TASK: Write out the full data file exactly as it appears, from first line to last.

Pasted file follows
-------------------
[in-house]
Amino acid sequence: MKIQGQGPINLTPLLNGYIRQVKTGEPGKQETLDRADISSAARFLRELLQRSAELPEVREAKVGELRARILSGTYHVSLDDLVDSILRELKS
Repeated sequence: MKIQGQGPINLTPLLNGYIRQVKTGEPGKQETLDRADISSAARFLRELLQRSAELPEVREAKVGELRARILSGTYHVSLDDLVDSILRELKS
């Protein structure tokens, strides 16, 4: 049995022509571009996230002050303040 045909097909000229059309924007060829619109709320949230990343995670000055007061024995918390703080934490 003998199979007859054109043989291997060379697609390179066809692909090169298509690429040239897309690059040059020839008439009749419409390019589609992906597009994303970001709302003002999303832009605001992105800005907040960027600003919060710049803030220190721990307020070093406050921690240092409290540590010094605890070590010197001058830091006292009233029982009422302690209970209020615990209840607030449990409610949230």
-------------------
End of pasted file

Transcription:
[in-house]
Amino acid sequence: MKIQGQGPINLTPLLNGYIRQVKTGEPGKQETLDRADISSAARFLRELLQRSAELPEVREAKVGELRARILSGTYHVSLDDLVDSILRELKS
Repeated sequence: MKIQGQGPINLTPLLNGYIRQVKTGEPGKQETLDRADISSAARFLRELLQRSAELPEVREAKVGELRARILSGTYHVSLDDLVDSILRELKS
């Protein structure tokens, strides 16, 4: 049995022509571009996230002050303040 045909097909000229059309924007060829619109709320949230990343995670000055007061024995918390703080934490 003998199979007859054109043989291997060379697609390179066809692909090169298509690429040239897309690059040059020839008439009749419409390019589609992906597009994303970001709302003002999303832009605001992105800005907040960027600003919060710049803030220190721990307020070093406050921690240092409290540590010094605890070590010197001058830091006292009233029982009422302690209970209020615990209840607030449990409610949230």